Usually, people take time when making a huge decision like moving away.
While leaving my family and moving away was something I had been envisioning for quite some time, it went from vision to action in less than three months. Before then, my over-analytic nature got the best of me. I couldn’t just act on impulse; I had to plan everything out first and make sure everything fell into place just right before I could make a move. Of course, that never happened.
The closest I had come to moving out was several years ago. I had a few thousand dollars saved, bought the most essential things I needed and started storing them for the day I would finally move. I was looking at apartments on Craigslist and checking out whatever places wouldn’t make me go broke within a few months. It was around Christmastime, and since I had all of my money saved, I didn’t buy any gifts for anyone. Somehow my mother found out my plans and flipped on me that Christmas day. She flew into a rage, throwing everything within her reach, calling me ungrateful, a horrible person, uncaring, a selfish bitch. After a few minutes of her rage, my mind just went off to another place – a coping mechanism I have been utilizing since childhood. Needless to say, I did not move. For years after, I could not even think of trying it again. She instilled a great amount of fear in me, and I did not want to experience her wrath again.
In November 2014, I was hospitalized in the behavioral health unit for two weeks – it would have been longer, but insurance would not cover any more time. It was my first hospitalization, though I admit it is not the first time I needed inpatient treatment. I won’t go into details in this post, but the social worker, knowing not even half of what my reality at home was like, wanted to send me to a supervised living facility. She knew it wasn’t safe for me at home, but there wasn’t much help for adult victims of their own parents; even getting me into supervised living would have been difficult. I declined. I didn’t want that life, either. I wanted to be in control. She gave me six months to get my life together and get out; if I was hospitalized after that, it would no longer be my choice.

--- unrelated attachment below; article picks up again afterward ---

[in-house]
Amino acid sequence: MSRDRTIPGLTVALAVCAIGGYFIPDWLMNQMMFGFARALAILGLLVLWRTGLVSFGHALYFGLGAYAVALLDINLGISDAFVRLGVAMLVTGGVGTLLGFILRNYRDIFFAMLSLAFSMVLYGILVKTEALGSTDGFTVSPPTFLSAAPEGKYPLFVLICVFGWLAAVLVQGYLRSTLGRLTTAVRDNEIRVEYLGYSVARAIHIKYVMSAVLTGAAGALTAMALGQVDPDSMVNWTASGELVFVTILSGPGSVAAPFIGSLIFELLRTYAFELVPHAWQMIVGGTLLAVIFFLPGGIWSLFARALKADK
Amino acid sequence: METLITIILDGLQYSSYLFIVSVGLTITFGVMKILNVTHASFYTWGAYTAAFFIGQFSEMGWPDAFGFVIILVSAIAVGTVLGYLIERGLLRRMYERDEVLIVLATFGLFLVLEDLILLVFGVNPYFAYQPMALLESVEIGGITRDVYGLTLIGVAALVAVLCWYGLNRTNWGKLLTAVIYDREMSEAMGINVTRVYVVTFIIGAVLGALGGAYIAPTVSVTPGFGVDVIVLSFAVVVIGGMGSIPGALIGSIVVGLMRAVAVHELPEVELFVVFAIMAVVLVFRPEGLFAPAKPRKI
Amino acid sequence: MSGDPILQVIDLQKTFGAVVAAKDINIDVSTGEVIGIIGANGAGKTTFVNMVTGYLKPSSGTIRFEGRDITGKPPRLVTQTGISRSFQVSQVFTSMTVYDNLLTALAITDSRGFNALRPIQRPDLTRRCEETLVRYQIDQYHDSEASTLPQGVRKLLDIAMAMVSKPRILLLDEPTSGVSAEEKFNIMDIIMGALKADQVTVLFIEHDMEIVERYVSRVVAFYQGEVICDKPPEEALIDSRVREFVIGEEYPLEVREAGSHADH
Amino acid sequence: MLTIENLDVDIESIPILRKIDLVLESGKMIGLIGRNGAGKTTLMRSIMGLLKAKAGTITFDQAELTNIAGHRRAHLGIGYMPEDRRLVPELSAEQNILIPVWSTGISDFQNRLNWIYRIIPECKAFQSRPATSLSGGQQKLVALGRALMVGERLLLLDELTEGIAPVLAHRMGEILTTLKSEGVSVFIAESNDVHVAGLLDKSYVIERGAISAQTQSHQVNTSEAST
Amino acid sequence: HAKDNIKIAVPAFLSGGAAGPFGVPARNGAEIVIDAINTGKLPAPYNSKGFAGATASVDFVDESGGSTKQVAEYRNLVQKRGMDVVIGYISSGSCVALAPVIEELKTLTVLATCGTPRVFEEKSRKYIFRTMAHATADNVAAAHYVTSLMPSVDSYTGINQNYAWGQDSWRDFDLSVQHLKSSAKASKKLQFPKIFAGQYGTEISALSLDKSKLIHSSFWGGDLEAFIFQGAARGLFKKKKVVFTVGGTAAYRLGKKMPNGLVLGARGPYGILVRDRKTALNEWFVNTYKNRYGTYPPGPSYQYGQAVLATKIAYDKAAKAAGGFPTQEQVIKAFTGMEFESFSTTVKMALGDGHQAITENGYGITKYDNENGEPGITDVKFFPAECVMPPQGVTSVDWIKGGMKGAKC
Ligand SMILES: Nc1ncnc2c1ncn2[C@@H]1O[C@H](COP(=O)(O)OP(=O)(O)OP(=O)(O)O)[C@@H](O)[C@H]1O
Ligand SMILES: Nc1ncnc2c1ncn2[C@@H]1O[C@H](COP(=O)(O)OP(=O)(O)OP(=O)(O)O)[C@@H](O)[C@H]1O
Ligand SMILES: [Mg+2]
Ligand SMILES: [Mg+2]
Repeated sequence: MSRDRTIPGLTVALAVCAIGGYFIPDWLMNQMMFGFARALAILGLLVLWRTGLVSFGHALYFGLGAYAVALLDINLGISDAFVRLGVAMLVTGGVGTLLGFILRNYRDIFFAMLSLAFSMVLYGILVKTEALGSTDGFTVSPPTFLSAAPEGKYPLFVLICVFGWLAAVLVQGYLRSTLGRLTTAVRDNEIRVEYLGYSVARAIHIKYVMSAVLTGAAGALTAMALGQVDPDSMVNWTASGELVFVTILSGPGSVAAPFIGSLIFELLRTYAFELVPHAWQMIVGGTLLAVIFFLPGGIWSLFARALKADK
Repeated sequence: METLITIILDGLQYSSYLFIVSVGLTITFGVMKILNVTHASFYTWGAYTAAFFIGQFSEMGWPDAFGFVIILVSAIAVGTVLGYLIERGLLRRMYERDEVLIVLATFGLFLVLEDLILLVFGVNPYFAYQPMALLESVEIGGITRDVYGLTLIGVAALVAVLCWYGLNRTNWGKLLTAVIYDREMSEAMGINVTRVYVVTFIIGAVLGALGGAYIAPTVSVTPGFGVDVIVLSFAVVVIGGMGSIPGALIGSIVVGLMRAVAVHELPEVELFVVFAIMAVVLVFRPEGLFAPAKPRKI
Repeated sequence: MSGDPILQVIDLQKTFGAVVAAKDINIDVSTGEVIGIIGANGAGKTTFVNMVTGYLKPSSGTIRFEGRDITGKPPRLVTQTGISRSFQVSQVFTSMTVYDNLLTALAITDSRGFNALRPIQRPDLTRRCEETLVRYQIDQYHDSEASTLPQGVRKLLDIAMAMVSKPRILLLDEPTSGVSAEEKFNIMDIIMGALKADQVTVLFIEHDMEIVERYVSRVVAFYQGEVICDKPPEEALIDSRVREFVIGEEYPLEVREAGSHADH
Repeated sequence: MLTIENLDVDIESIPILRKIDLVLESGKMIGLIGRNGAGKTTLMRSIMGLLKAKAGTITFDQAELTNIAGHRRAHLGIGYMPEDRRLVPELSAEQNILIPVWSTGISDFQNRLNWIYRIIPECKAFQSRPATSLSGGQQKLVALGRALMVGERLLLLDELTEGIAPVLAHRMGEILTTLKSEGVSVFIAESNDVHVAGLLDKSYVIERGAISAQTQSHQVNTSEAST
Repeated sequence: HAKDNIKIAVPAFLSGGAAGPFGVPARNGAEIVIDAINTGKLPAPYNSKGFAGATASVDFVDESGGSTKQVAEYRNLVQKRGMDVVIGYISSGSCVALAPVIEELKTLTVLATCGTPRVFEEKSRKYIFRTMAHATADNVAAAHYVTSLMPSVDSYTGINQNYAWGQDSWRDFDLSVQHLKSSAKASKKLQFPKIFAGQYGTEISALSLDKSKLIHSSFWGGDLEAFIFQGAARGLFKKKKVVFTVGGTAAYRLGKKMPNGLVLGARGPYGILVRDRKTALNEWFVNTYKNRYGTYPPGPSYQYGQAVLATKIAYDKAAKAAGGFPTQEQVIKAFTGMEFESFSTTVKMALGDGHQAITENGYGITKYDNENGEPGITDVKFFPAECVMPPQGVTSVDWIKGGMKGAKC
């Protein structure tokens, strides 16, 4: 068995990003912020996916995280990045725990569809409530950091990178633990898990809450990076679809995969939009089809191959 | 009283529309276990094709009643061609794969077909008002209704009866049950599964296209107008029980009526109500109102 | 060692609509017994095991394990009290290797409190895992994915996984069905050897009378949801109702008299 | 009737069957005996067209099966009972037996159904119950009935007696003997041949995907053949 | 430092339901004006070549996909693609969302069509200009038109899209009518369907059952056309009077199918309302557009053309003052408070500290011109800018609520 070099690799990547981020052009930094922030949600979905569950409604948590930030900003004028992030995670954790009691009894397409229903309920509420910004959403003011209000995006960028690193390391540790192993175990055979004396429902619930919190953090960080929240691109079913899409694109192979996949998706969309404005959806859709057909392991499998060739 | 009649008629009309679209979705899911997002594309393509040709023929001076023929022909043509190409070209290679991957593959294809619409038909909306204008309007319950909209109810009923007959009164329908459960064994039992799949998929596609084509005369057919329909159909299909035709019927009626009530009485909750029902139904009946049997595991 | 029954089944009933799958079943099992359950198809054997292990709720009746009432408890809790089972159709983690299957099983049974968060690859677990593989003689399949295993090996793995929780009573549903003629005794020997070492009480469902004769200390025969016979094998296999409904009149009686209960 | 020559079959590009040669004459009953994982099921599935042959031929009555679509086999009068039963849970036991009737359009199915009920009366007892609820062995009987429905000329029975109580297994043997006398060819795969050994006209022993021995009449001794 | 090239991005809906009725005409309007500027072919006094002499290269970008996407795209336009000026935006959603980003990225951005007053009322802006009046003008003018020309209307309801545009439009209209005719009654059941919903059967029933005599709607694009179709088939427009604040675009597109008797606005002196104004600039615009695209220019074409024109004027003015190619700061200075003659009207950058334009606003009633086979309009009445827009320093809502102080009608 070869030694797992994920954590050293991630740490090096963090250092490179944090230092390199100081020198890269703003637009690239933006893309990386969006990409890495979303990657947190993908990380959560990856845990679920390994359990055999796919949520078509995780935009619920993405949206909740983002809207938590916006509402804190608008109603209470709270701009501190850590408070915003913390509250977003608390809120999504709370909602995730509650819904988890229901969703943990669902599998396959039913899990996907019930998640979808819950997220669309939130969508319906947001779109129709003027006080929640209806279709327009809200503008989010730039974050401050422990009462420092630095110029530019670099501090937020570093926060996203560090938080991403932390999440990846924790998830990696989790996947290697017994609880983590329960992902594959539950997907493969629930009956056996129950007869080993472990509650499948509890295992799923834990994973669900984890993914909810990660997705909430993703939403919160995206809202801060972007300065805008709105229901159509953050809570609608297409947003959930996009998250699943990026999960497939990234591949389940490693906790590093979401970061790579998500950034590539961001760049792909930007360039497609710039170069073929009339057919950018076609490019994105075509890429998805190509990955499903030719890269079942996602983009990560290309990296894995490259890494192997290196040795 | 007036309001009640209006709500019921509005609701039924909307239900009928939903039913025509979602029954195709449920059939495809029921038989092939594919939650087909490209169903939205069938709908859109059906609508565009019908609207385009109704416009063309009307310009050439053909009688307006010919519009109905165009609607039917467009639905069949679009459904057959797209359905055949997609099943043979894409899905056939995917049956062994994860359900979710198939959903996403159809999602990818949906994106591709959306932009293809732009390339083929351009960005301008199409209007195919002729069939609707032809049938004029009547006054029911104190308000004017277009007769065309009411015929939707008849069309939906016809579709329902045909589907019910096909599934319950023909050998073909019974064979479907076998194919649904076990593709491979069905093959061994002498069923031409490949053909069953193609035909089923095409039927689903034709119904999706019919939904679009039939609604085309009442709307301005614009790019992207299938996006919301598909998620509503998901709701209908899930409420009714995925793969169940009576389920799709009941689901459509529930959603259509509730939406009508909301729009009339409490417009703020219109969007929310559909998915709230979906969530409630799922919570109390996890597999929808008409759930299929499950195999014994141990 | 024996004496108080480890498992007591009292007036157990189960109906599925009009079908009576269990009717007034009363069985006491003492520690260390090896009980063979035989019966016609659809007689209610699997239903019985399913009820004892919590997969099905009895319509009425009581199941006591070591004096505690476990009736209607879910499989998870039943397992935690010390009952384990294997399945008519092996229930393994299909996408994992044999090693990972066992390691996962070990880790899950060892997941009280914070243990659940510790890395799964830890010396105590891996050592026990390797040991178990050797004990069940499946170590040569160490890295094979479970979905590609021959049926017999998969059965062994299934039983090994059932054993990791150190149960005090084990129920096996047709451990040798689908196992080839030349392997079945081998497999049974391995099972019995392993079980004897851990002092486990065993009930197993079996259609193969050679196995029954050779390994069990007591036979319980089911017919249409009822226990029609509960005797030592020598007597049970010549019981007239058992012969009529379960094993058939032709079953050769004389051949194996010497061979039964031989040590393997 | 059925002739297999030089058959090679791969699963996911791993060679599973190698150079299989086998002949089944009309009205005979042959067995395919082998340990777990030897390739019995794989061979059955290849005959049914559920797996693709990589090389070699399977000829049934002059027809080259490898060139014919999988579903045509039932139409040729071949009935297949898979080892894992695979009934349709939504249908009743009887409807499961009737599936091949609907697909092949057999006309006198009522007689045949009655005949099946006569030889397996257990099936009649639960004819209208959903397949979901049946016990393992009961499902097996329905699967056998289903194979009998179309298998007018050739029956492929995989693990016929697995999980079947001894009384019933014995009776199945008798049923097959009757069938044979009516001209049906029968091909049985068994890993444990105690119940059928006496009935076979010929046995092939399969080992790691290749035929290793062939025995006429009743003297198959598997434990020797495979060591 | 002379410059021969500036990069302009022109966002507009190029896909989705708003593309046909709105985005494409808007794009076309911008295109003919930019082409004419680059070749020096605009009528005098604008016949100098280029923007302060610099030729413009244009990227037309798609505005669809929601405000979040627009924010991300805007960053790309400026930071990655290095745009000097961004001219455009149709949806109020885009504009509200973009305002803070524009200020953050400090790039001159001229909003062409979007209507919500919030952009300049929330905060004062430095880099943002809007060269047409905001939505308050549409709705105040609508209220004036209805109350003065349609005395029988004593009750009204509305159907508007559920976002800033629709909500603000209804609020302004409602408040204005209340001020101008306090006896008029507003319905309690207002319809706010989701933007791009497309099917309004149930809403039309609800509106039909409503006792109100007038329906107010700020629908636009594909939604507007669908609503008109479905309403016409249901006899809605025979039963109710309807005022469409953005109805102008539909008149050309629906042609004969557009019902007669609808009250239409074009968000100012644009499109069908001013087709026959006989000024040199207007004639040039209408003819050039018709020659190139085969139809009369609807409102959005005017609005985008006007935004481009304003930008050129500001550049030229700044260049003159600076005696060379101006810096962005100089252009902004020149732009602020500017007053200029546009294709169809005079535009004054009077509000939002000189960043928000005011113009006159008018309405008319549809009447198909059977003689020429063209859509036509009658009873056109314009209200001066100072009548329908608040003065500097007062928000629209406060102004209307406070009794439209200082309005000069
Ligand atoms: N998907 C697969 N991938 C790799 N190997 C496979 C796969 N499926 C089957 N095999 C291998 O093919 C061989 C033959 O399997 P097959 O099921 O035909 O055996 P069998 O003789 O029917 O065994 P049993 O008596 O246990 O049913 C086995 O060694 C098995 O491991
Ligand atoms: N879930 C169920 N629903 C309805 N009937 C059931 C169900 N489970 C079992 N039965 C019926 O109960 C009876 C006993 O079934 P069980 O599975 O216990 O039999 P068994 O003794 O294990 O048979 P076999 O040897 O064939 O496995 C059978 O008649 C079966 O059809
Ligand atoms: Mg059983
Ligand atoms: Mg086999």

I started weighing all of my options. I had some money in savings, but not enough to live on for long, especially where I am living. I thought about moving down south, where it is much cheaper to live. A big change like that came with huge complications. I would have no health coverage, no job, no one close by to lean on, and most of all, no way to even get myself and my things down there. I was close to just giving up and letting them put me in a home.
In April, I reluctantly attended a retreat offered through my support group. I say reluctantly because I ultimately ended up going after close friends and my aunt encouraged me to go – I would not have gone if left to my own indecisiveness. The experience ended up being life-changing for me. It was the push I needed to get myself out of my situation.
Within a week of coming back home, I started looking for apartments or rooms. Not down south, and not where I was living then. Just far enough to be out of my family’s reach, but close enough to have access to people I cared for. It took two months, around 12 hours of traveling back and forth, and a miracle before I finally found a place. Three days later, I put down a security deposit, paid rent, and starting packing a bag. Ten days later, on that fateful Friday, I moved out of prison and into an apartment. Now I am here, in a town completely unfamiliar to me, with a roommate who just met me, having no idea what the future holds. I took a leap of faith. I can only hope this leads me in the right direction.